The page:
I am not a lawyer, but, then again, the topic I am discussing today is not about legal stuff but political stuff. That is, folks may say that there is a judicial process or that the burden of proof has not been proven yet so we can't do x. But when it comes to political decisions, one does not need proof beyond a reasonable doubt. One does not even, dare I say it, need due process in many cases.
Let me throw out a few less than hypothetical examples.
Example 1: Someone comes to the Minister of National Defence and says that the Chief of Defence Staff, the top person in the armed forces, is hitting on subordinates. The MND does not need a full investigation to decide that maybe having a guy who is violating the various policies on sexual misconduct should continue to lead the military during a time where addressing sexual misconduct was one of the highest priorities. The job of oversight is not about only making decisions after investigations have been completed.
Example 2: India is suspected of assassinating a Canadian on Canadian soil. It is then indicted for trying to do the same just a bit to the south--trying to kill someone in the US. One does not need to wait for the legal process to play out to re-think an Indo-Pacific strategic that is partially predicated on India being a reliable partner in the effort to contain China* or what not.
The commonality in these two cases is the use of legal proceedings as a dodge from talking about or actually changing policies in light of new information. Sure, there is no certainty about the new info--there are reports, accusations, but not confirmed stuff, but, of course, there rarely is certainty.** So, new information should change the calculations even if the new information is not 100% certain.
To be as blunt as possible, one does not make defence or foreign policy based on the decisions of courts most of the time. While legal stuff matters--whether a particular option is legal or not, etc--it does not determine entirely what a country should be doing. If, say, India's populist government appears to be acting in ways that are contrary to international law and violating Canadian/American sovereignty, then one needs to start adapting the old strategy (no matter how new/old it is) to account for that.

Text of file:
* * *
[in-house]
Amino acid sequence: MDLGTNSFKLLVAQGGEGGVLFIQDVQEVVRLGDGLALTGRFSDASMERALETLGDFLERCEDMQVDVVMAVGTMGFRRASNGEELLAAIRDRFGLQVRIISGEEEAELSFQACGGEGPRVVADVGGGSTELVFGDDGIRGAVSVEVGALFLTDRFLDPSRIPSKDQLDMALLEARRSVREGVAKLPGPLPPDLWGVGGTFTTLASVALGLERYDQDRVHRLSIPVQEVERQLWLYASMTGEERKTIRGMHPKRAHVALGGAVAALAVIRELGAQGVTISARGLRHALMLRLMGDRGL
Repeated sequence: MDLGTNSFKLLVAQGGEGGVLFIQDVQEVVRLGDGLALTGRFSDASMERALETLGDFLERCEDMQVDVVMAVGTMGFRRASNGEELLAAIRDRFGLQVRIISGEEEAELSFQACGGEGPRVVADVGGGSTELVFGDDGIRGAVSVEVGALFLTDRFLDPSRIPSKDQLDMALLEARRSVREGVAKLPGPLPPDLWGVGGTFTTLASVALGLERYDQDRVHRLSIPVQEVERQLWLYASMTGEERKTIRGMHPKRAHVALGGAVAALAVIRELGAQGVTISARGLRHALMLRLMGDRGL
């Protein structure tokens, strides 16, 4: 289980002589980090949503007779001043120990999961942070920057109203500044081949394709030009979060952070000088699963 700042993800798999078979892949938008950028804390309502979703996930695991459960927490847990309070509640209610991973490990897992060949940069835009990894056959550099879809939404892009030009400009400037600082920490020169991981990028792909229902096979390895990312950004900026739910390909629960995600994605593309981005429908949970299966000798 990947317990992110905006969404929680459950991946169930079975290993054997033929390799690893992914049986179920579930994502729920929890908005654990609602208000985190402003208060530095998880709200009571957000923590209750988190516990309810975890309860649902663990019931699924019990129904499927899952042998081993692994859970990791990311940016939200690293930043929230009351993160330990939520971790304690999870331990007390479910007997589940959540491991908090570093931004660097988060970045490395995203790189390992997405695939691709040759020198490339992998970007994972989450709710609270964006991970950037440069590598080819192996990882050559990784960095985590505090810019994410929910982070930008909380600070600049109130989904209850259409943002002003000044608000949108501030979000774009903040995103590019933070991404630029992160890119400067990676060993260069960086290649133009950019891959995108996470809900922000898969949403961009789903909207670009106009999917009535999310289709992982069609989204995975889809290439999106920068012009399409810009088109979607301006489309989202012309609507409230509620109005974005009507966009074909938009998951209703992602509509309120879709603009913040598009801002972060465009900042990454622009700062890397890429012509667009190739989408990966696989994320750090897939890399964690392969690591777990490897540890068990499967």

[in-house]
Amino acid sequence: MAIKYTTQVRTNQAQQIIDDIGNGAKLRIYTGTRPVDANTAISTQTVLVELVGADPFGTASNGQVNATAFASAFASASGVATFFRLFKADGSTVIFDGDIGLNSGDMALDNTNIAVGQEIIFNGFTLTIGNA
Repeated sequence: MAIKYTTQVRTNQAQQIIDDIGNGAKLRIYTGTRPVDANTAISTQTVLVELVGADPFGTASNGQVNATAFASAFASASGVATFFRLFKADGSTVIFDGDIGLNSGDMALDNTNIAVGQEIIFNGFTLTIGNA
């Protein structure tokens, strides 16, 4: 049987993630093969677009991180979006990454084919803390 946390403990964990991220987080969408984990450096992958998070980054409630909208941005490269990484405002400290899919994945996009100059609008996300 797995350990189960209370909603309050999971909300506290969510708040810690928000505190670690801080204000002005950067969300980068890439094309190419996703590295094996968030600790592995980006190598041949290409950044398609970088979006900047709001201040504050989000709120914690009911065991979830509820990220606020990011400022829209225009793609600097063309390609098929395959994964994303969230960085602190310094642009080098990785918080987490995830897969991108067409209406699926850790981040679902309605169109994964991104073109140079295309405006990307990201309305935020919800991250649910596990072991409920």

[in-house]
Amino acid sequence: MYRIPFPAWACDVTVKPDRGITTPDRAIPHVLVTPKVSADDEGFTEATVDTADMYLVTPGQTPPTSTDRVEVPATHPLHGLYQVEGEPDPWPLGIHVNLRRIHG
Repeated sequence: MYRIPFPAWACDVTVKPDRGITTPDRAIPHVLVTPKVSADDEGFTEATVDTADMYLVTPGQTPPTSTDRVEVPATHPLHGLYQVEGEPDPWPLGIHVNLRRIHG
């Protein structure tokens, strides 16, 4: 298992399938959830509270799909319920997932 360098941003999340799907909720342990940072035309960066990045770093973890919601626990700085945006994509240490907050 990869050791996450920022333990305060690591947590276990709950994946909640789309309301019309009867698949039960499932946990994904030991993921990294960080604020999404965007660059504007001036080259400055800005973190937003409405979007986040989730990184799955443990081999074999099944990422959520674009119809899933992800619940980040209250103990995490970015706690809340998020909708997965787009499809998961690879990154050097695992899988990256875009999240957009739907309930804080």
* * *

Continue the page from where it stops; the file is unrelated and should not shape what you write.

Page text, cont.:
The larger point, I guess, is this: we make decisions all the time based on available info and on a variety of calculations. We do not apply a burden of proof equivalent to what is required for a prosecution for many reasons. Promotions are not as life-changing as imprisonment, so we don't have the same burden of proof--we don't need to know for certain that certain nominees to the Supreme Court have engaged in sexual harassment or assault to decide to find someone in whom we can have greater trust. We can take into account accusations that are yet to be proven when thinking about extending someone who is charge of the entire military because no one is entitled to that job. We need to stop treating high office like folks are entitled to it and that we need absolute certainty before booting people. Same goes for, say, security clearances--suspicion can be enough to deny a security clearance and thus jobs that require such clearances. Which is why it should be easier to boot people from the armed forces if they are suspected of being white supremacist.
We need to take seriously the burden of proof when the state is taking away someone's freedom. We can have a lower burden of proof for many other endeavors, including revising foreign policy strategies.
* Folks can claim that Indo-Pacific strategies are not aimed at containing China, and I have to loudly scoff. If that is not what the strategy is for, then why the urgency? And if it is not for that, then we need a China containment strategy as well.
** Not to mention that many trials do not really resolve things because the defendant had crappy lawyers or terrific ones, that the prosecution did terrific or made a hash of the case. So, again, big policy decisions can't ride on juries and judges, etc.